Look at the FX740 and the FX750 and you'd be forgiven for thinking they're the same TV. There's a reason for that, because they share the same "Art & Interior Glass" design. That results in a skinny glass screen that looks very close to Panasonic's OLED TV, the FZ802. 

The premium looks are really just applied to a TV that's the same spec as the FX700, Panasonic's intermediate level TV. That means you're getting an LED panel with the benefits of that more advanced dimming system found on the FX750.

What you don't get, however, is the HCX processor, so this model won't handle the detail and HDR quite as well as the top model in the LED range. This is also a 50Hz panel, again, so doesn't quite have the blur-reduction skills of the FX750.

In the UK, the FX740 model will be exclusive to Currys PC World.

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Panasonic FX700 

  • Screen sizes: 49in, 55in, 65in
  • LED, 3840 x 2160 pixels, HDR, edge lit
  • Price: £TBC 

The FX700 is Panasonic's proper intermediate 4K HDR TV. It carries with it a similar specification to the entry-point TV, the FX600, but it offers the better dimming controls we've mentioned from the FX750.

What it doesn't get is the HCX processor that the top models offer, so it won't be as well equipped for dealing with detail or blur as this is a 50Hz panel.

The design of the TV uses premium materials with a dark metallic finish and it uses Panasonic's switch stand design, giving you adjustable feet so you can relocate them to cater for the size of your TV stand.

All these models support HDR10+ and HLG for HDR coverage, while offering a Freeview Play EPG for those in the UK.

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Panasonic FX650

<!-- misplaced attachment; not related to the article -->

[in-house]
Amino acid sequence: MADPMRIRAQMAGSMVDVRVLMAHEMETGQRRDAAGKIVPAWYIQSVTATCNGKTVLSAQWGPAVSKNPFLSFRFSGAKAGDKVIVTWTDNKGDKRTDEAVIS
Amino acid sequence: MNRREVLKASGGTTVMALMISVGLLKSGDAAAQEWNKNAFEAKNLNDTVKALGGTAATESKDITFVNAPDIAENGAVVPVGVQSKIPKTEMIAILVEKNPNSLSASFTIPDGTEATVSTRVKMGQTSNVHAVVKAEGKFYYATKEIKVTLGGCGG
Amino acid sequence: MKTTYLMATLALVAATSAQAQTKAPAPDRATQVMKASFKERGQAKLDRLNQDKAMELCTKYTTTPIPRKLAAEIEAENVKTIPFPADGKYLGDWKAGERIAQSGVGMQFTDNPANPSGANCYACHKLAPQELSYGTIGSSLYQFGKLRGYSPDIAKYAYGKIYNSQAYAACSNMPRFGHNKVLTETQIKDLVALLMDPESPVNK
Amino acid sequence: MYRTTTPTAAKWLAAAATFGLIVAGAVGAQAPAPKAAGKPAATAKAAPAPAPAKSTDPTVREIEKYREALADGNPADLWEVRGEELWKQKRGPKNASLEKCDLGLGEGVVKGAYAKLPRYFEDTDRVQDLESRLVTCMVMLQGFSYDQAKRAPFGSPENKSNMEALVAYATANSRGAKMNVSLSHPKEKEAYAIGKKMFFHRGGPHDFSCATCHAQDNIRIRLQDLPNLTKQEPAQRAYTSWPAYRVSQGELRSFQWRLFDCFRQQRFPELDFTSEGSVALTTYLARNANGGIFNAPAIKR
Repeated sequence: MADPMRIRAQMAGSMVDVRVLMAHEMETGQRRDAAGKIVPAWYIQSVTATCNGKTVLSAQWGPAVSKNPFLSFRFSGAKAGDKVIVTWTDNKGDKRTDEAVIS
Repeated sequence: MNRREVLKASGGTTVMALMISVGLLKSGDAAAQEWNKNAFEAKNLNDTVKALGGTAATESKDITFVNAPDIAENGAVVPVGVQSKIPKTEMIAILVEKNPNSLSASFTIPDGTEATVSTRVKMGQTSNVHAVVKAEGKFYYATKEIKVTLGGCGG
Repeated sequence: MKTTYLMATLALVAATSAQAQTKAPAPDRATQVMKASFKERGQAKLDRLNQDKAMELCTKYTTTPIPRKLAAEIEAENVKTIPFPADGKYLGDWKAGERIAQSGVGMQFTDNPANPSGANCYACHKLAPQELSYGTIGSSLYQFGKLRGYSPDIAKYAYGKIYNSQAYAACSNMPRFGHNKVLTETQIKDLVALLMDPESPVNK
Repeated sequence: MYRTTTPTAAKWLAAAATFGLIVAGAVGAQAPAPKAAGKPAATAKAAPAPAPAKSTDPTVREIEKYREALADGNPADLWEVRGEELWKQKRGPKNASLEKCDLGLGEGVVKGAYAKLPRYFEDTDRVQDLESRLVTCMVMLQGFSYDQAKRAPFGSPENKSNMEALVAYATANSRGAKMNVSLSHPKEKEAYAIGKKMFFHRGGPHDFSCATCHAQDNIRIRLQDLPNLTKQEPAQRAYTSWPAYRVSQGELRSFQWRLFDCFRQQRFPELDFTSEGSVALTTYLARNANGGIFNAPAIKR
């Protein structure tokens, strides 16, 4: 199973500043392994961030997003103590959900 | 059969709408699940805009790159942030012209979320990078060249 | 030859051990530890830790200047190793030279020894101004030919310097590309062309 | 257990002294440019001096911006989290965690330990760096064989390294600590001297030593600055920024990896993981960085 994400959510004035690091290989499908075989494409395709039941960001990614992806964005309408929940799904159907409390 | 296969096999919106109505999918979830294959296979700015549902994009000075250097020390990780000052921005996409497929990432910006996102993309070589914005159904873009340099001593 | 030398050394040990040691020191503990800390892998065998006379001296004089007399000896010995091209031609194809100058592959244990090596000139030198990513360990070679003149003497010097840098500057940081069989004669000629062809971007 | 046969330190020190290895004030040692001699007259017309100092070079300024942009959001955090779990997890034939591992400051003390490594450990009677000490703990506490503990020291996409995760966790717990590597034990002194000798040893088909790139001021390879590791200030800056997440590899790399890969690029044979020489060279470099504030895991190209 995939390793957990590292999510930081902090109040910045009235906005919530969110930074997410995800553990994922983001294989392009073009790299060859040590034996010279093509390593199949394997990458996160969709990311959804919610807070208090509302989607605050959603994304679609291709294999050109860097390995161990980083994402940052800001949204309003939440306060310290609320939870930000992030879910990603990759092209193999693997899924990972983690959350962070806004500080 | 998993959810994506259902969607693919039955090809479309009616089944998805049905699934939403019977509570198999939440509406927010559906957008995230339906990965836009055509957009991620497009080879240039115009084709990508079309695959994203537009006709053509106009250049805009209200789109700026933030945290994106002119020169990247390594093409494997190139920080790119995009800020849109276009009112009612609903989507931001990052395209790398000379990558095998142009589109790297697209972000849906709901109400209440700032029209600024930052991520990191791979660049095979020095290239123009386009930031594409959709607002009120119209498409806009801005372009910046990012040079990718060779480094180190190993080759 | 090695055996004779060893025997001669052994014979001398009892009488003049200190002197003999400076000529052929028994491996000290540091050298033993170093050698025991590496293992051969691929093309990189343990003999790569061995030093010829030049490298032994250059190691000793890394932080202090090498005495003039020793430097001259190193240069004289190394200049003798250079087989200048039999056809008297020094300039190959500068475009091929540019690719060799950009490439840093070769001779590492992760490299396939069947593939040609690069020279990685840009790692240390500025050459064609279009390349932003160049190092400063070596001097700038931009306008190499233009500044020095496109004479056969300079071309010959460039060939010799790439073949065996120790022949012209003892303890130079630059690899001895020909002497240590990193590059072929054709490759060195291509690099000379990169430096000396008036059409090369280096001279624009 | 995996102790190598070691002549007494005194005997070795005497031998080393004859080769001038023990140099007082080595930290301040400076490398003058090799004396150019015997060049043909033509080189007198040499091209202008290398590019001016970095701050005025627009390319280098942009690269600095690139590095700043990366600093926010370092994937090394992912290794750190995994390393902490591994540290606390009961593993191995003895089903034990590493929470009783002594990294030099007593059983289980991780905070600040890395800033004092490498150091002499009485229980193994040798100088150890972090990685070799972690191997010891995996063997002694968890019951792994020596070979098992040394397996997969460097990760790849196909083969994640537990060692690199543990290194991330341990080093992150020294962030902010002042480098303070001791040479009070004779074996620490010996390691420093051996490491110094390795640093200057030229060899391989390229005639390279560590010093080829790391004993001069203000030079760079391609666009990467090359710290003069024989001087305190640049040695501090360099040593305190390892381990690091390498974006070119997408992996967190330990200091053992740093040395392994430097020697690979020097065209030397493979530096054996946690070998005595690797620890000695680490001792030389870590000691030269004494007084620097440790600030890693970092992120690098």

• Screen sizes: 49in, 55in, 65in
  • LED, 3840 x 2160 pixels, HDR, edge lit
  • Price: £TBC

The FX650 is a variant of the FX600, sitting at the entry-point to Panasonic's 4K HDR TVs. The design isn't as fancy as the FX700 and there isn't the same dimming control as you get on all the higher models, so again, the picture performance won't be as advanced. That is also a 50Hz panel.

The feet on this model can be repositioned though, once again giving you some flexibility in how you position your TV on a stand.

You're still getting a 4K HDR TV however, with all the connected smart TV skills and Freeview Play. 

Panasonic FX600 

  • Screen sizes: 43in, 49in, 55in, 65in
  • LED, 3840 x 2160 pixels, HDR, edge lit
  • Price: £TBC 

This is the entry point and also a small 4K HDR TV. At 43-inches there's no need for those feet to move around so they are fixed in place, but it will also be available in larger sizes.

As with the FX650 above, this is still a fully packed TV, but it doesn't offer all the skills you'll find higher up the range.

It’s a 50Hz panel with a 4K resolution and supporting HDR, but it doesn’t have the advanced dimming control or picture processing that you get higher up the line.